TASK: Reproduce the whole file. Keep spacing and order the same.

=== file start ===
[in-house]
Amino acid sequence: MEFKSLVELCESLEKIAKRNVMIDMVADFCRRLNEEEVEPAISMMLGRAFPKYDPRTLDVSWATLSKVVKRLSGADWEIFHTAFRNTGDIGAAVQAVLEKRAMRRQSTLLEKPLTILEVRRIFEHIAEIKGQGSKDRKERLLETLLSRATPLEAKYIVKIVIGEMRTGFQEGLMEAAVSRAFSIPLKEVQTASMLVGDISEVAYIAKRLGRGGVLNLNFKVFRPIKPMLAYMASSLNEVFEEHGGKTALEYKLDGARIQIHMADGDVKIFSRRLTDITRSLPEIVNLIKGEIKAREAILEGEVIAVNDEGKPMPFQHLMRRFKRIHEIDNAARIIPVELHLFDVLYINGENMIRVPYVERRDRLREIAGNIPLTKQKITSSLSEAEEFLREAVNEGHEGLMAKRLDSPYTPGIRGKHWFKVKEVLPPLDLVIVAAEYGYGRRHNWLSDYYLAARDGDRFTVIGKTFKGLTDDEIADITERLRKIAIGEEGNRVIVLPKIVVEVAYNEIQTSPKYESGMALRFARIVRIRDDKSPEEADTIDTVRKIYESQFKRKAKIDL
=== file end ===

[in-house]
Amino acid sequence: MEFKSLVELCESLEKIAKRNVMIDMVADFCRRLNEEEVEPAISMMLGRAFPKYDPRTLDVSWATLSKVVKRLSGADWEIFHTAFRNTGDIGAAVQAVLEKRAMRRQSTLLEKPLTILEVRRIFEHIAEIKGQGSKDRKERLLETLLSRATPLEAKYIVKIVIGEMRTGFQEGLMEAAVSRAFSIPLKEVQTASMLVGDISEVAYIAKRLGRGGVLNLNFKVFRPIKPMLAYMASSLNEVFEEHGGKTALEYKLDGARIQIHMADGDVKIFSRRLTDITRSLPEIVNLIKGEIKAREAILEGEVIAVNDEGKPMPFQHLMRRFKRIHEIDNAARIIPVELHLFDVLYINGENMIRVPYVERRDRLREIAGNIPLTKQKITSSLSEAEEFLREAVNEGHEGLMAKRLDSPYTPGIRGKHWFKVKEVLPPLDLVIVAAEYGYGRRHNWLSDYYLAARDGDRFTVIGKTFKGLTDDEIADITERLRKIAIGEEGNRVIVLPKIVVEVAYNEIQTSPKYESGMALRFARIVRIRDDKSPEEADTIDTVRKIYESQFKRKAKIDL